Emerging world is far more upbeat about the metaverse than developed countries
Developing countries are optimistic about the upcoming era of the metaverse. In contrast, high-income countries tend to be less enthusiastic, a new survey by Ipsos for the World Economic Forum revealed.
The global metaverse market, estimated at $110 billion, is projected to reach approximately $760 billion by 2026.
Half of the adults across 29 countries say they are familiar with the metaverse. Another half of the respondents have positive feelings about engaging with extended reality (XR) in their daily routine.
The survey also shows that developing countries are far more excited about the metaverse than developed economies. For example, less than a third of respondents from the UK, Japan, Belgium, Canada, and Germany feel positive about engaging with XR. Meanwhile, more than two-thirds of people in China, India, Peru, Saudi Arabia, and Columbia are excited about the metaverse's opportunities.
People believe that the metaverse will significantly change our way of learning, entertainment, work, gaming, socializing, and many other aspects of life.
"The positive sentiments and high expectations around the metaverse's impact in everyday life indicate an increasing readiness for its adoption. To meet this opportunity, we need to make sure that the economic potential and corresponding governance frameworks are realized in a fair and equitable manner for all," Cathy Li, Head, Shaping the Future of Media, Entertainment & Sport at the World Economic Forum said.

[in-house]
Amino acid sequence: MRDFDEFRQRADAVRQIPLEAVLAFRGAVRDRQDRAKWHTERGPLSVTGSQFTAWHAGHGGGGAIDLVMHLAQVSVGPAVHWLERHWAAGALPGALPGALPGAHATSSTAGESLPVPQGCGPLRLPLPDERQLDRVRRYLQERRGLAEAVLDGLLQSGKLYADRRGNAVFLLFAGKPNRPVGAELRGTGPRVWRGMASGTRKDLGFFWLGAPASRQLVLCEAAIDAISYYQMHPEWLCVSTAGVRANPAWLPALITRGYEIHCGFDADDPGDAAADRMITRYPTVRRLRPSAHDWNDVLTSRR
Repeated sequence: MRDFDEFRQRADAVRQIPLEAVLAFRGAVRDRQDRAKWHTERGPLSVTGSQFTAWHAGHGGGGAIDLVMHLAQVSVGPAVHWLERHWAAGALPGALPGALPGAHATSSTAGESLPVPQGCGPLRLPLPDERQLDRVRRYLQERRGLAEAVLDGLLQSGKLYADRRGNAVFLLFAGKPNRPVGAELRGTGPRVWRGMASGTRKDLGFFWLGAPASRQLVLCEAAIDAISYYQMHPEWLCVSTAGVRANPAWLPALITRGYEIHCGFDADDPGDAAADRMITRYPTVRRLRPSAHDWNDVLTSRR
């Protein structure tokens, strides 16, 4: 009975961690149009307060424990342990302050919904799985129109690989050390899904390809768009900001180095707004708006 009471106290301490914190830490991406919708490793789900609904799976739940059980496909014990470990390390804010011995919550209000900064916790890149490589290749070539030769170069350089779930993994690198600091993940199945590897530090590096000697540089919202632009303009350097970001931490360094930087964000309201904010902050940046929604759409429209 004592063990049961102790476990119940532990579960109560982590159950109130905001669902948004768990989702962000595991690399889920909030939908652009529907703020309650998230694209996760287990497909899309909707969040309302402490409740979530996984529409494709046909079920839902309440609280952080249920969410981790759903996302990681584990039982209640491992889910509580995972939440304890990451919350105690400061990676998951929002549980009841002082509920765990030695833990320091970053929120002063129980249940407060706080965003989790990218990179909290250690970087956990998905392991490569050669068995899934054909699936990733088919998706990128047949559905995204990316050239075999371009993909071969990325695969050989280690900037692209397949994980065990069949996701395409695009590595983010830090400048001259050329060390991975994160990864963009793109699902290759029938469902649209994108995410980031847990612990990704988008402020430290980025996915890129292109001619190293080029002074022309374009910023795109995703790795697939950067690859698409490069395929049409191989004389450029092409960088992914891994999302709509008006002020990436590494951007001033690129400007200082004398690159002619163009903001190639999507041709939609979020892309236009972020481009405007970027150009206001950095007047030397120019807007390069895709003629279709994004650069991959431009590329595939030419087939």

During the annual forum in Davos, the World Economic Forum announced a new initiative, Defining and Building the Metaverse, to bring together more than 60 leading technology and other sector companies alongside experts, academics, and civil society to accelerate the development of governance and policy frameworks for the metaverse.
"The Defining and Building the Metaverse initiative provides the industry with an essential toolkit for ethically and responsibly building the metaverse. This will help ensure that we can fully harness this vital medium for social and economic interconnectivity in an inclusive, ethical and transformative manner," Jeremy Jurgens, managing director at World Economic Forum, said.
In a recent interview with Cybernews, Gary LaFever, CEO of Anonos, said that we need to fix what's broken in today's internet before expecting it to be better in the metaverse.
"Some people will have the metaverse experience equivalent to dial-up when others are on broadband. Or, there could be people with their early metaverse behaviors following them without the means to reset them. Imagine if our 2010 Twitter / Facebook activity determined our current online experiences? The metaverse could be like that for some," Gary LaFever, CEO of Anonos, said.
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